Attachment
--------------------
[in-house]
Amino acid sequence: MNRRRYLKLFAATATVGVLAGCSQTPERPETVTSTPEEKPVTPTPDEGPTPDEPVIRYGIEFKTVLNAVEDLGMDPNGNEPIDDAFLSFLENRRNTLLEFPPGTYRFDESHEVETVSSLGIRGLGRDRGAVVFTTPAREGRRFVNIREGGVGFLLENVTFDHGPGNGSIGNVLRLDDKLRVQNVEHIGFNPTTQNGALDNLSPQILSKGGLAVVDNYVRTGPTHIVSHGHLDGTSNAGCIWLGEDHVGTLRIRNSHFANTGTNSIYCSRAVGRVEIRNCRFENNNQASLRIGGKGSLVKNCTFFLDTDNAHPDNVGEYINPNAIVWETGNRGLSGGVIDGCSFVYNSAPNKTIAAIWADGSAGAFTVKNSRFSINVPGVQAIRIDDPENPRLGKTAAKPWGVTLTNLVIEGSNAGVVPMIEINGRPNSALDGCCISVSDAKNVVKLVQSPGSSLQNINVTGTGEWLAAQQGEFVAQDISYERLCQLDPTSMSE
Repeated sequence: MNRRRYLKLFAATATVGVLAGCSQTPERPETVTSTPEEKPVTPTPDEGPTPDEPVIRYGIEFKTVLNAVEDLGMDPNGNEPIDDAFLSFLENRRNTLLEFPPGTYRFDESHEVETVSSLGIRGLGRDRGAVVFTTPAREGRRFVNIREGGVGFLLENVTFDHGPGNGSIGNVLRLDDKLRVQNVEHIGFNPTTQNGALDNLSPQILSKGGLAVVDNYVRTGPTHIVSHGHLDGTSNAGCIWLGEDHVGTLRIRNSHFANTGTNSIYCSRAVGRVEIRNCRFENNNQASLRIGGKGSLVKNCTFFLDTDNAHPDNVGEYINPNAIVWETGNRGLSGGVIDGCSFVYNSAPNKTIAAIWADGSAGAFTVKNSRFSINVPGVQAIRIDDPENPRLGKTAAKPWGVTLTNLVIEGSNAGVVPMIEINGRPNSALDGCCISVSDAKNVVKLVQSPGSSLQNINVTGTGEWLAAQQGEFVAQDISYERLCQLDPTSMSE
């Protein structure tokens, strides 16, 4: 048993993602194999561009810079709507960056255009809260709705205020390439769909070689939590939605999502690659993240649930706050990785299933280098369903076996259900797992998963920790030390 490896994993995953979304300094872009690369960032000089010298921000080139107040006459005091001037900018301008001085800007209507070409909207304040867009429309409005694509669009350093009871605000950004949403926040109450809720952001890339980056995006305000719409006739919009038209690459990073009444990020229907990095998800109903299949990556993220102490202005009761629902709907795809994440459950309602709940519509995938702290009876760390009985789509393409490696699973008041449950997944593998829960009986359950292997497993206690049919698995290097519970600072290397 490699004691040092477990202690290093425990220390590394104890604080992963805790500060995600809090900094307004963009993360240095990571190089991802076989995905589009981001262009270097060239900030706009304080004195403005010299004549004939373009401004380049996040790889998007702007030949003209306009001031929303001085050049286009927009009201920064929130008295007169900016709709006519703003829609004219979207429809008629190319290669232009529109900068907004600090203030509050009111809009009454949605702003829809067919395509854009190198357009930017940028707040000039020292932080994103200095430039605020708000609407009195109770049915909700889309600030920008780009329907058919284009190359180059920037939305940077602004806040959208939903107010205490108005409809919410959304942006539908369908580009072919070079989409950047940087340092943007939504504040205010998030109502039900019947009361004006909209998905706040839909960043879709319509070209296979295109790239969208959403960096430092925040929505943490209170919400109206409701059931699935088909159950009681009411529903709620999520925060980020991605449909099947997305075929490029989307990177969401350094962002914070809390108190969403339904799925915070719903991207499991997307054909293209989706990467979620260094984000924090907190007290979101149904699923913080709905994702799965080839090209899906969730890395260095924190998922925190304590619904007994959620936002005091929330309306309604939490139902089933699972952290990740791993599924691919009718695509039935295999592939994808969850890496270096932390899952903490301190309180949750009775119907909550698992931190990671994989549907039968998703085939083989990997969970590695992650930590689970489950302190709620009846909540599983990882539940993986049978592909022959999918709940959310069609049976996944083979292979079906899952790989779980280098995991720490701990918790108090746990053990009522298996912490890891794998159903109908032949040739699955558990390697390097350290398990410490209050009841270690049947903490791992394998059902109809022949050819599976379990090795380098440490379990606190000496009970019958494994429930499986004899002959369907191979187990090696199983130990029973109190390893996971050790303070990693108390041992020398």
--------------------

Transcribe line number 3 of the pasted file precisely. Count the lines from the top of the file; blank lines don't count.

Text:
Repeated sequence: MNRRRYLKLFAATATVGVLAGCSQTPERPETVTSTPEEKPVTPTPDEGPTPDEPVIRYGIEFKTVLNAVEDLGMDPNGNEPIDDAFLSFLENRRNTLLEFPPGTYRFDESHEVETVSSLGIRGLGRDRGAVVFTTPAREGRRFVNIREGGVGFLLENVTFDHGPGNGSIGNVLRLDDKLRVQNVEHIGFNPTTQNGALDNLSPQILSKGGLAVVDNYVRTGPTHIVSHGHLDGTSNAGCIWLGEDHVGTLRIRNSHFANTGTNSIYCSRAVGRVEIRNCRFENNNQASLRIGGKGSLVKNCTFFLDTDNAHPDNVGEYINPNAIVWETGNRGLSGGVIDGCSFVYNSAPNKTIAAIWADGSAGAFTVKNSRFSINVPGVQAIRIDDPENPRLGKTAAKPWGVTLTNLVIEGSNAGVVPMIEINGRPNSALDGCCISVSDAKNVVKLVQSPGSSLQNINVTGTGEWLAAQQGEFVAQDISYERLCQLDPTSMSE